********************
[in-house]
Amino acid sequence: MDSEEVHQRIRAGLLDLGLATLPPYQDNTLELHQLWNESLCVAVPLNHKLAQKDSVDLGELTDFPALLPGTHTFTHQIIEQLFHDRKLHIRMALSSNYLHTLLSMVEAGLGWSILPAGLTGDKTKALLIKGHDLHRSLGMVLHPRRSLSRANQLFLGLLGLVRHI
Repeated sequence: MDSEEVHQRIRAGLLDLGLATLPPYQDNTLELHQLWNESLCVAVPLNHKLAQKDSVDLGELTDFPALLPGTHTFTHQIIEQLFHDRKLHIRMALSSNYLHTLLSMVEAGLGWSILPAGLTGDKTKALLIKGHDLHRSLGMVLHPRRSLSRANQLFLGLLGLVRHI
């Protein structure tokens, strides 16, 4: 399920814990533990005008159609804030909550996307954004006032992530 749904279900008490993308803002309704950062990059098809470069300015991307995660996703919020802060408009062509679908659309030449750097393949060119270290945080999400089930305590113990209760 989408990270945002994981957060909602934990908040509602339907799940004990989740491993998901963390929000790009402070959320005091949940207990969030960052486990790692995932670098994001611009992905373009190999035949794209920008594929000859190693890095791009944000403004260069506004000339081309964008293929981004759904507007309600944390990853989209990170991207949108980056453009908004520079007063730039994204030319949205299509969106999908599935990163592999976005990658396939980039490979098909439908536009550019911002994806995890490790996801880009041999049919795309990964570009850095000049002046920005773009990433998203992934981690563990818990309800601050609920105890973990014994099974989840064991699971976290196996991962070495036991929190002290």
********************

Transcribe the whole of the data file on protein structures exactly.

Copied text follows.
[in-house]
Amino acid sequence: MDSEEVHQRIRAGLLDLGLATLPPYQDNTLELHQLWNESLCVAVPLNHKLAQKDSVDLGELTDFPALLPGTHTFTHQIIEQLFHDRKLHIRMALSSNYLHTLLSMVEAGLGWSILPAGLTGDKTKALLIKGHDLHRSLGMVLHPRRSLSRANQLFLGLLGLVRHI
Repeated sequence: MDSEEVHQRIRAGLLDLGLATLPPYQDNTLELHQLWNESLCVAVPLNHKLAQKDSVDLGELTDFPALLPGTHTFTHQIIEQLFHDRKLHIRMALSSNYLHTLLSMVEAGLGWSILPAGLTGDKTKALLIKGHDLHRSLGMVLHPRRSLSRANQLFLGLLGLVRHI
């Protein structure tokens, strides 16, 4: 399920814990533990005008159609804030909550996307954004006032992530 749904279900008490993308803002309704950062990059098809470069300015991307995660996703919020802060408009062509679908659309030449750097393949060119270290945080999400089930305590113990209760 989408990270945002994981957060909602934990908040509602339907799940004990989740491993998901963390929000790009402070959320005091949940207990969030960052486990790692995932670098994001611009992905373009190999035949794209920008594929000859190693890095791009944000403004260069506004000339081309964008293929981004759904507007309600944390990853989209990170991207949108980056453009908004520079007063730039994204030319949205299509969106999908599935990163592999976005990658396939980039490979098909439908536009550019911002994806995890490790996801880009041999049919795309990964570009850095000049002046920005773009990433998203992934981690563990818990309800601050609920105890973990014994099974989840064991699971976290196996991962070495036991929190002290």